Accidents of Nature
By Harriet McBryde Johnson
Copyright 2006, Henry Holt and company, New York
360 Braille pages
Disability, Young Adult
If you dive heart-first into Harriet McBryde Johnson’s autobiographical novel, “Accidents of Nature”, you won’t come up gasping for air. Rather, dwelling among strange creatures, you will find yourself breathing for the first time.
Set in 1970, the story is told through the experiences of Jean, a seventeen year old girl who just happens to have been born with Cerebral Palsy. Jean thinks she is like everyone at her “normal” high school in small Crosstown, South Carolina. She has friends, goes with them to ball games, even joins them when they grab a burger. But when she spends ten days at Camp Courage, her reign as poster child and telethon inspiration seems destined to crash.
For the first time in her life, Jean ventures beyond the parameters of her loving family and is thrown into the mix with other “freaks”. She watches as fellow “crips” remove body parts to enjoy the weightlessness of swimming, and listens terrified while cabinmates moan and howl with seizures and fits. She endures the patronizing attitudes of camp staff, even as they risk their own well-being to assist campers in distress. Most touching of all, as we listen in, she collides with the reality of who she is, and questions her place in the world.
Ms. Johnson masterfully sets the tone for Jean’s story in the prologue as she reflects upon the camp’s setting, and hints at the title’s meaning. “Twisted and shapely, bent and straight” trees which survived the process of natural selection, she writes,
“…did not survive because they were fit. Rather, they were proven fit because they survived. They survived by accident.”
And as Jean’s fellow campers come forward, the question arises in our minds: what about their quality of life?
Everyone is sure to steer clear of Willie, with the hideous face you can’t stomach and physical characteristics equally as abominable. Dolly is mindlessly oblivious of everything around her as she babbles on and on about the novella she is writing. Margie is sweet and always helpful, but you know she is destined to remain a child. And Sara may be more intelligent and well-read than anyone, but she will require assistance with everything for as long as she lives.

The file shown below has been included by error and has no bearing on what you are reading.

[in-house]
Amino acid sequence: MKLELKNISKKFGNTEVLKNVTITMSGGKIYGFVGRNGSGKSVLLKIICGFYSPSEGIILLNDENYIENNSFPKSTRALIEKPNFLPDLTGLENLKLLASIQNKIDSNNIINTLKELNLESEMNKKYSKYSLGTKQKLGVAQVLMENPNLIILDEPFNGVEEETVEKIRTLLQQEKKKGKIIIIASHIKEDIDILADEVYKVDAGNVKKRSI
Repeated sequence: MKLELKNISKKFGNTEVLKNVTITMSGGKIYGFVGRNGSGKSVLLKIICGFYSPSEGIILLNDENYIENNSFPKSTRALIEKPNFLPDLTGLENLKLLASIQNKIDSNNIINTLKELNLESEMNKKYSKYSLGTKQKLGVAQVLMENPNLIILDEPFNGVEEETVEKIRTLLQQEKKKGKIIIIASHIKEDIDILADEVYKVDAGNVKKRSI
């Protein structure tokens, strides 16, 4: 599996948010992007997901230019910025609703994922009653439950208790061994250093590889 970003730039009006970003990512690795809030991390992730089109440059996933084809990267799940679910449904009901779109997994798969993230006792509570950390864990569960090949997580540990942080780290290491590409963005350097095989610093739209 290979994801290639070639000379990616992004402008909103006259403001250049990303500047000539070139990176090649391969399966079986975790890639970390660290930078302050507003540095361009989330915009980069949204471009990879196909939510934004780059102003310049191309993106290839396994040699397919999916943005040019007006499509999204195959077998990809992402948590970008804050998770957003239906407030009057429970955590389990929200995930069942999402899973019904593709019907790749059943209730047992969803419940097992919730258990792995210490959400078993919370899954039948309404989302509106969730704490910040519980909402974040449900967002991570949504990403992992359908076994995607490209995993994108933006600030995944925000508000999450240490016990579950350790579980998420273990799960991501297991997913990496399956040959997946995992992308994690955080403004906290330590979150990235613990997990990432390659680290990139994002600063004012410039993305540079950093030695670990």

No wonder Jean questions her own future happiness.
The story’s everyday realism becomes most significant when you learn Ms. Johnson writes from personal experience. She attended a school for children with disabilities until age thirteen, and a cross-disability summer camp until age seventeen. She became a lawyer in 1985, was active in the struggle for social justice, especially disability rights, and holds the world endurance record (fifteen years without interruption as of 2006) for protesting the Jerry Lewis telethon for the Muscular Dystrophy Association. She died in 2008.
Reading Accidents of Nature in Braille, I couldn’t help considering my own sense of independence, and all the people in my life who have helped me achieve it. At the same time, my emotions were seized by memories of the two years I attended Litzsinger, a special school for physically challenged, mentally retarded, and deaf students. I remember how easy it was to become one of them, reveling in their off-beat humor, learning alongside classmates born with cerebral palsy and muscular dystrophy, teenagers who struggled minute by minute to move a hand, formulate discernable speech, or simply prove to onlookers they were in fact human beings.
Accidents of Nature is definitely a window into the world of difference. But a funny thing happens as readers gaze, or sometimes gawk, at the “spazzos” and “aussies” attending Camp Courage. We catch a glimpse of our own reflections in the glass—and recognize we are one of them. Their longings are our longings. Their dreams are our dreams. And by finally engaging their humanity, we, too, become human.
And like Jean, we can’t help declaring,
“I’m not disgusted by the others, people with pieces missing or mangled. I count it a rare privilege to see them all without their coverings, their equipment, their attachments, their replacement parts, as they really are, in all their strange variety.”